History & Cultures

FEATURES

Blog entry
Traveling aboard the Charles W. Morgan , a 173-year-old whaling ship on its 38th Voyage, I’m struck by its paradox: this vessel which spent years chasing and killing whales is now helping us to...
Slideshow MORE STORIES Slideshow MORE AUDIO / VIDEO
Meet seven of the most fearsome pirates from the Golden Age of Piracy. Like...
Blog entry MORE STORIES Blog entry MORE AUDIO / VIDEO
Sea ice is typically viewed as the domain of physical and natural scientists,...
By Caty Fairclough In centuries past, the ocean was thought to be full of...

LATEST CATCH

In the 19th century, "whalebone" was an important fashion tool—however, it wasn't made out of bone, but whale baleen . Dried baleen was flexible yet strong, and used to create structure in clothing, such as tight corsets, used by...
This 1890 painting of Charles Darwin is on display at the Turin Museum of...
On March 1, 1954, the United States military tested nuclear bombs in the...

DIVE DEEPER

The ocean was the world's highway, and ships brimming with precious cargoes plied the waters. These merchant ships were...
Captain Kidd had a license from Lord Bellomont, the governor of New England and New York, and King William III of England to hunt down pirates and capture French ships. Read about more pirates in the...
About 2,500 years ago cold climate brought the first Inuit peoples into the Gulf of St. Lawrence, off the coast of Eastern Canada. Early Eskimo groups, known as Groswater Dorset, occupied many sites...
Scientists predict that ocean acidification will impact communities around the world. One of them is the Suquamish Nation , an American Indian tribe on the Puget Sound, in the Pacific Northwest...
Recorded Feb. 15, 2011, this video from the Third Student Summit on the Ocean and Coasts includes a tribal song written and sung by Suquamish Tribal member Bearon Old Coyote; a welcome to the...
After leaving Australia, Dampier and his men reached the western coast of New Guinea on New Year’s Day 1700. There Dampier observed birds that he had never seen before, like the “stately land-fowl”...
Tlingit paddlers carefully lift the Raven Spirit canoe into Washington’s Potomac River for its ceremonial launch. More about raven spirit can be found in our Raven Spirit featured story.
For over a decade scientists have been investigating an early European whaling site at Hare Harbor in Quebec, Canada . Located in the Gulf of St. Lawrence, just south of the 16th century Basque...
This portrait of William Dampier hangs in London’s National Gallery in recognition of his contribution to natural history. Learn more about Dampier, the pirate naturalist .
This is the cover of the book William Dampier -- pirate and naturalist -- wrote about his first trip around the world, one of four that he eventually made and described in a series of bestselling...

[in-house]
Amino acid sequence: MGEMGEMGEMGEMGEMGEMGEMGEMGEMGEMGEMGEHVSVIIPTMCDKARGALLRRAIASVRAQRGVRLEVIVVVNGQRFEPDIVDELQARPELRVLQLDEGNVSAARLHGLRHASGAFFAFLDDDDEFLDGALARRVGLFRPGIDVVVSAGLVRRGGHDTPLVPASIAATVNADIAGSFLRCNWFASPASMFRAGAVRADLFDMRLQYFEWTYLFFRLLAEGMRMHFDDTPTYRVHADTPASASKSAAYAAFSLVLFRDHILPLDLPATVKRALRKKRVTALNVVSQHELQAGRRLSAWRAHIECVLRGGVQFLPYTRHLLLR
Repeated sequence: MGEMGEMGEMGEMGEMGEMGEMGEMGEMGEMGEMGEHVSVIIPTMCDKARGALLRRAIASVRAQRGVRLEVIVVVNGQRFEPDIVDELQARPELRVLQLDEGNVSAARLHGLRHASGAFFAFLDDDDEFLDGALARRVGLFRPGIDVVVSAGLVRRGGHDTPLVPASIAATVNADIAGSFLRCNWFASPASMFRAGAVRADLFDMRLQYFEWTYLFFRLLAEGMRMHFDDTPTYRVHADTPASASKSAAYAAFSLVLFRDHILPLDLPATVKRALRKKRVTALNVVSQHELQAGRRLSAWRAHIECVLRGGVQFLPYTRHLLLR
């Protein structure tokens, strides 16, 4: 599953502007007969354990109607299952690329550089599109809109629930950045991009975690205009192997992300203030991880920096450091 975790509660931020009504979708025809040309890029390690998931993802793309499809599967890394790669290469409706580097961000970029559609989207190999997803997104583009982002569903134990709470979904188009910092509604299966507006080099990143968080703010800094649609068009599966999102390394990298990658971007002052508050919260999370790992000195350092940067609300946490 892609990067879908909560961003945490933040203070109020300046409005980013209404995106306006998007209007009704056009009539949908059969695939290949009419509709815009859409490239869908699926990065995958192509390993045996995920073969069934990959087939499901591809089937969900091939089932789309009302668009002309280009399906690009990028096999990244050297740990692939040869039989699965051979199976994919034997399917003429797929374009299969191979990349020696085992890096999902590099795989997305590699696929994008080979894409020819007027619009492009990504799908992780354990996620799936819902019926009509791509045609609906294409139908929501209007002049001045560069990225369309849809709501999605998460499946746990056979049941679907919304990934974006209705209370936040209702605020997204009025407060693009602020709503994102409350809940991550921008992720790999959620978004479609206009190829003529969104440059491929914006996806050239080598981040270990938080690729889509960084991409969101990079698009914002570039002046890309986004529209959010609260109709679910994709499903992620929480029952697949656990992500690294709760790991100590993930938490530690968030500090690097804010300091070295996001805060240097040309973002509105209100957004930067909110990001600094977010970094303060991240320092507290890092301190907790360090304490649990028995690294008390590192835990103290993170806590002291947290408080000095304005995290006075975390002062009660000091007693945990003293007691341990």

Classic examples of Northwest Coast art, these rattles from British Columbia illustrate the sophisticated way of life salmon helped provide. They were used during shamanistic performances to cure...
Meet seven of the most fearsome pirates from the Golden Age of Piracy. Like pirates? Read more about William Dampier , a most fearsome pirate -- and naturalist.
A giant squid attacks a boat - something that has not been known to happen in real life. For centuries, rare glimpses of this huge sea creature led to fantastic explanations for what people's...
The ocean holds a lot of history. Warships from World War II have been found on the floor of the Atlantic Ocean through the use of sonar technology and are being explored before they give in to the...
Whale baleen, the stiff bristly mouthparts that sieve small prey from the water, was strong yet flexible, and was used to provide structure in many human products, including umbrellas, corsets, and...
Two divers, one in an atmospheric dive suit (left) and the other in standard dive gear (right), prepare to explore the Lusitania shipwreck in 1935. Over the decades, diving gear has evolved and...
Senegalese fishermen unload their catch. Traditional fishing has been a critical part of Senegal’s economy, contributing to the nation’s food security and providing jobs in many communities.
In the episode of One Species at a Time , writer Karen Romano Young takes an icebreaker to Barrow, Alaska, to join in the festival of Naluqatak and learn about the intimate relationship between the...
Douglas Chilton uses traditional carving tools to shape the Raven Spirit canoe. Chilton—a master carver and member of the Tlingit Nation—transformed the log into a 26-foot-long, traditional...
Subscribe to History & Cultures